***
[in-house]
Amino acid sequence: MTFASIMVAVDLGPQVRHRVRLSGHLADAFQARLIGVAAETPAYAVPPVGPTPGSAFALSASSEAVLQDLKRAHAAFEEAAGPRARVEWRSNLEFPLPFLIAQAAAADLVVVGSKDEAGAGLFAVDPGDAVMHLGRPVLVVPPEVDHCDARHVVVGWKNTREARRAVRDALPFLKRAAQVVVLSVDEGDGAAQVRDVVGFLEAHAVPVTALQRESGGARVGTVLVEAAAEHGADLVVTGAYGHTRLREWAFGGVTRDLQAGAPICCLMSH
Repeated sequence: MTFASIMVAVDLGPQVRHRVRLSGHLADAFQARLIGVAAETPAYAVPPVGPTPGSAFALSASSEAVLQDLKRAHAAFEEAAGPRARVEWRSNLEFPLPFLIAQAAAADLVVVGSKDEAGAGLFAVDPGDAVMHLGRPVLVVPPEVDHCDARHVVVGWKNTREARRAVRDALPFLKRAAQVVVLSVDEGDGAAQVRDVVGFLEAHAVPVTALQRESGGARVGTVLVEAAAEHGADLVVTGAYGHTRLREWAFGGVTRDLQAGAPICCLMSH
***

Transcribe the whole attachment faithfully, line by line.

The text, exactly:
[in-house]
Amino acid sequence: MTFASIMVAVDLGPQVRHRVRLSGHLADAFQARLIGVAAETPAYAVPPVGPTPGSAFALSASSEAVLQDLKRAHAAFEEAAGPRARVEWRSNLEFPLPFLIAQAAAADLVVVGSKDEAGAGLFAVDPGDAVMHLGRPVLVVPPEVDHCDARHVVVGWKNTREARRAVRDALPFLKRAAQVVVLSVDEGDGAAQVRDVVGFLEAHAVPVTALQRESGGARVGTVLVEAAAEHGADLVVTGAYGHTRLREWAFGGVTRDLQAGAPICCLMSH
Repeated sequence: MTFASIMVAVDLGPQVRHRVRLSGHLADAFQARLIGVAAETPAYAVPPVGPTPGSAFALSASSEAVLQDLKRAHAAFEEAAGPRARVEWRSNLEFPLPFLIAQAAAADLVVVGSKDEAGAGLFAVDPGDAVMHLGRPVLVVPPEVDHCDARHVVVGWKNTREARRAVRDALPFLKRAAQVVVLSVDEGDGAAQVRDVVGFLEAHAVPVTALQRESGGARVGTVLVEAAAEHGADLVVTGAYGHTRLREWAFGGVTRDLQAGAPICCLMSH